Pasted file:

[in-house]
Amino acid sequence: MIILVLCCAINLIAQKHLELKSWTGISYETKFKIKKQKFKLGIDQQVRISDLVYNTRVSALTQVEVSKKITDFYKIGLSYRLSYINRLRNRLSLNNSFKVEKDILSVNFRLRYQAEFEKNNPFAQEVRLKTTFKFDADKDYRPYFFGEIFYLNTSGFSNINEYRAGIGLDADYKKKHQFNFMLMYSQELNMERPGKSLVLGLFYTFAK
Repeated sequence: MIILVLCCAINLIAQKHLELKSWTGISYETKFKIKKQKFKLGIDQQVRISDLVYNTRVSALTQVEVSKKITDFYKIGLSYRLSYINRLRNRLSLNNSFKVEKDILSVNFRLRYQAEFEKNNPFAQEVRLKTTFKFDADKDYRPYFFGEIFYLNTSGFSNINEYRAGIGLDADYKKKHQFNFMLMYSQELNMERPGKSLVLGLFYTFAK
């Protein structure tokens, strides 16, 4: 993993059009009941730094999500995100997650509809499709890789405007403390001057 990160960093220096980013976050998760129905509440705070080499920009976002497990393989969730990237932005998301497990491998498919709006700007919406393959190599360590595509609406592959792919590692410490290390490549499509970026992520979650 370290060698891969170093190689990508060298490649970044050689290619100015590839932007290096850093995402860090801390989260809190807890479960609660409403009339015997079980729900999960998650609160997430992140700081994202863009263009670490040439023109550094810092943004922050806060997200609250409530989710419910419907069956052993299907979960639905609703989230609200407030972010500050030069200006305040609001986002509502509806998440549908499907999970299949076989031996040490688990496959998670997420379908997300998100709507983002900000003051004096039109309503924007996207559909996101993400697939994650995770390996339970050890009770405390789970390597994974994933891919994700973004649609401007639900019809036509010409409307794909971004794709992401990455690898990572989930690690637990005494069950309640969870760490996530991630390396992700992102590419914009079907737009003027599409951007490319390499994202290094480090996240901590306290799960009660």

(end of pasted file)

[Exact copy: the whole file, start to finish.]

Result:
[in-house]
Amino acid sequence: MIILVLCCAINLIAQKHLELKSWTGISYETKFKIKKQKFKLGIDQQVRISDLVYNTRVSALTQVEVSKKITDFYKIGLSYRLSYINRLRNRLSLNNSFKVEKDILSVNFRLRYQAEFEKNNPFAQEVRLKTTFKFDADKDYRPYFFGEIFYLNTSGFSNINEYRAGIGLDADYKKKHQFNFMLMYSQELNMERPGKSLVLGLFYTFAK
Repeated sequence: MIILVLCCAINLIAQKHLELKSWTGISYETKFKIKKQKFKLGIDQQVRISDLVYNTRVSALTQVEVSKKITDFYKIGLSYRLSYINRLRNRLSLNNSFKVEKDILSVNFRLRYQAEFEKNNPFAQEVRLKTTFKFDADKDYRPYFFGEIFYLNTSGFSNINEYRAGIGLDADYKKKHQFNFMLMYSQELNMERPGKSLVLGLFYTFAK
């Protein structure tokens, strides 16, 4: 993993059009009941730094999500995100997650509809499709890789405007403390001057 990160960093220096980013976050998760129905509440705070080499920009976002497990393989969730990237932005998301497990491998498919709006700007919406393959190599360590595509609406592959792919590692410490290390490549499509970026992520979650 370290060698891969170093190689990508060298490649970044050689290619100015590839932007290096850093995402860090801390989260809190807890479960609660409403009339015997079980729900999960998650609160997430992140700081994202863009263009670490040439023109550094810092943004922050806060997200609250409530989710419910419907069956052993299907979960639905609703989230609200407030972010500050030069200006305040609001986002509502509806998440549908499907999970299949076989031996040490688990496959998670997420379908997300998100709507983002900000003051004096039109309503924007996207559909996101993400697939994650995770390996339970050890009770405390789970390597994974994933891919994700973004649609401007639900019809036509010409409307794909971004794709992401990455690898990572989930690690637990005494069950309640969870760490996530991630390396992700992102590419914009079907737009003027599409951007490319390499994202290094480090996240901590306290799960009660």